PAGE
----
Yes, through such examples, I intended to send readers reeling into self-examination. But something happened on the way to that essay: I got tired.

I mean the bone tiredness we get from being a brown body in the world and daily carrying the weight of how the white world imagines you. Because how do you contend with someone else’s fantasy of you, especially when they don’t admit it’s a fantasy? We are caught in another’s nightmare script, which treats everyday acts as capital crimes.

You are not doing what the man in uniform fears. You tell the man in uniform that you are not doing what he fears. The woman next to you tells the man in uniform that you are not doing what he fears. The man in uniform’s fear tells his imagination otherwise. He squeezes the trigger.

We are inkblots on which the white imagination so often projects its goodness. On the shadow of our skin, against brown and female and othered bodies, whiteness is imaged as virtuous, tolerant, rational, moral. Christian. American. Human. Normal. Beneath the wearying grind of trying to see yourself through the mind of those who have never really seen you — who refuse to see you — the knowledge that this may never change gives rise to despair.

Later the uniformed man said that the child’s presence heightened his fear. Later the uniformed man drew a circuitous route in which the child’s presence made the brown man before him more dangerous. Did anyone notice the irony? That this brown man who worked at a school, this brown man whom so many children (and their parents) esteemed, that the presence of his own child would be used to imagine him a monster. So I find myself asking again: Who conjured this monster? From whom did it emerge?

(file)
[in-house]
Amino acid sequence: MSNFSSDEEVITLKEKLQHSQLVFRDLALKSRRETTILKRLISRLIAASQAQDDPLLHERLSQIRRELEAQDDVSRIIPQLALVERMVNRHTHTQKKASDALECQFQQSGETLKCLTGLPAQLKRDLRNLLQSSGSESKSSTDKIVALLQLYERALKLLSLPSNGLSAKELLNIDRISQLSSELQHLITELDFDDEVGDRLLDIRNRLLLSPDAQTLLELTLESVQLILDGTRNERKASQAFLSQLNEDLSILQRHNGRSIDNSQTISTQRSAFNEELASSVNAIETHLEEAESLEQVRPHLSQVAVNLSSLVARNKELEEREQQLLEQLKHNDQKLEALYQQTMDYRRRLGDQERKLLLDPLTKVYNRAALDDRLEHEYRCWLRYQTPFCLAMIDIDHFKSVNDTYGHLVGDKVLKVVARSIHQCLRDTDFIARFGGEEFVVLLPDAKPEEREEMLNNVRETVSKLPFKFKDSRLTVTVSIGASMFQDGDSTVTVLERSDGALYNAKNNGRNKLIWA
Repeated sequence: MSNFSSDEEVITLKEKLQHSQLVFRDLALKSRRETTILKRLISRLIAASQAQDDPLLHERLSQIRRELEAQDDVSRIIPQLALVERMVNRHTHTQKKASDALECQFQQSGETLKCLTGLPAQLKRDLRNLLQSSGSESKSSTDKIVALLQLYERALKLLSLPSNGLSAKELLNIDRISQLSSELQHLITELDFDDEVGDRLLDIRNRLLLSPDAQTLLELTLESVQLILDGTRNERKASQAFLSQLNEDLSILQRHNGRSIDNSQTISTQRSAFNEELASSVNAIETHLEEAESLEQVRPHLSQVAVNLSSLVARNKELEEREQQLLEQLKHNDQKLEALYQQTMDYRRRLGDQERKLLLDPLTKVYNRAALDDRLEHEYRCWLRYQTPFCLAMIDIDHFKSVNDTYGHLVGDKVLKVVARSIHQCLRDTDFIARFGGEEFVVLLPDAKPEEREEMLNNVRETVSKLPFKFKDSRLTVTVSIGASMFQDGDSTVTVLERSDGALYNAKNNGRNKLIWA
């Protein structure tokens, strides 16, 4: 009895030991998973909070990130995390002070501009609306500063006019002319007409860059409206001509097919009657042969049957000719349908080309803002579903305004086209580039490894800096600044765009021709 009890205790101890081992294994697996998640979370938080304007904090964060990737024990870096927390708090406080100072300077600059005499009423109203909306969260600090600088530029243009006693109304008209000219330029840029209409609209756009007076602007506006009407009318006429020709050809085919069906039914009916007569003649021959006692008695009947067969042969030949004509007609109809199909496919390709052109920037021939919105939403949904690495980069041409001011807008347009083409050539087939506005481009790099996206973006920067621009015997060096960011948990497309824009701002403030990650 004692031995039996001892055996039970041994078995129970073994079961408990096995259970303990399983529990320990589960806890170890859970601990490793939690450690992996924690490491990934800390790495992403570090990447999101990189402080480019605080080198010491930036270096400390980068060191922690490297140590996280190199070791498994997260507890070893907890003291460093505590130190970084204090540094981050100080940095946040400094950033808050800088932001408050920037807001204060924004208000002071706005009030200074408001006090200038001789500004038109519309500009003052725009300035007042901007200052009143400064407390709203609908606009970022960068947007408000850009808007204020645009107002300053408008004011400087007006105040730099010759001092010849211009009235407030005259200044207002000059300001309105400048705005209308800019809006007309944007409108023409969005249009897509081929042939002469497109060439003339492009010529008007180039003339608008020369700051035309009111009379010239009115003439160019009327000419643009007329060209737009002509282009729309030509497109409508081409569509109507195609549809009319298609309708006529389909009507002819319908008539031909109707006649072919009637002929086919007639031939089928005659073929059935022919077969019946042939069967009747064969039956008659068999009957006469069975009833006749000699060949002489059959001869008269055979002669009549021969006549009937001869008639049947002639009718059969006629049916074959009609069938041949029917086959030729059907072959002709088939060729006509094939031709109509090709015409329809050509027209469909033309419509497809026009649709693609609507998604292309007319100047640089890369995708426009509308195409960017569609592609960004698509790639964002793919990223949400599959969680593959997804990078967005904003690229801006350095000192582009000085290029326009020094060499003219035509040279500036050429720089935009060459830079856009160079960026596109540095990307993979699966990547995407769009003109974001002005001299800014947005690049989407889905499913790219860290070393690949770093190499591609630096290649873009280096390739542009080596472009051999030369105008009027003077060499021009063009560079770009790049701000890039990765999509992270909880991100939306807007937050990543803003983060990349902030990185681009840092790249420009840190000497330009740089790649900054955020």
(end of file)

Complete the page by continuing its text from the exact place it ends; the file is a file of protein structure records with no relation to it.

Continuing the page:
Yes, trying to write that essay to that audience — an audience mired unreflectively in the white imagination — made me tired. So I decided to write this one — to you — instead. And this is what I said:

The need to defend its “superiority” constrains the white imagination. The burden of staying orthodox and hiding the messy multiplicity of reality forces oppressors and the privileged to excise aspects of their own history. They can’t be weak; they can’t reveal mistakes; they can’t express the pain that’s part of life. This diminishes how much they can fail and learn and grow.

Our imagination has no such limits, partly because we have nothing to lose. For those of us marked as inherently deficient (with whatever “sympathy” or “pity” those labels have been assigned) imagining, creating, and naming are serious spiritual business. They mean survival, sanity, and redemption.

We know where the monster lives; we know where it came from. It’s the beast of the white imagination. And we answer with our own visceral, vivid imaginations — released in poetry, music, painting, photography, film, theater — to keep that beast at bay.

We know the difference between seeing the world through a white curtain and seeing the world clearly. We counter their images of us with our own, speaking to us and asserting our reality. Against their assumed virtue, we narrate their oppression and hypocrisy and scrub away the layers of their fantasies about themselves.

We know you can police bodies, but you can’t police imaginations forever. They bleed their truths like a stain spreading wide on a white rug.

Recalling all of this, I wrote the Other essay now before your eyes. I wrote it for us, not to talk about the imaginations that seek to destroy us but to reaffirm the imaginations that sustain us. I remembered that our heart pulses the beat of this culture, that the very idea of the United States is impossible without us. It’s our music, art, language, and even our hair that white America continually tries to slip over its pale skin.

Writing this, I sometimes still feel anger, grief, and even despair, but my spirit isn’t tired anymore. I feel something more useful than happiness and more powerful than hope. I feel life. I feel joy. Because my imagination has awakened, and I remember that we have stories of our own to tell.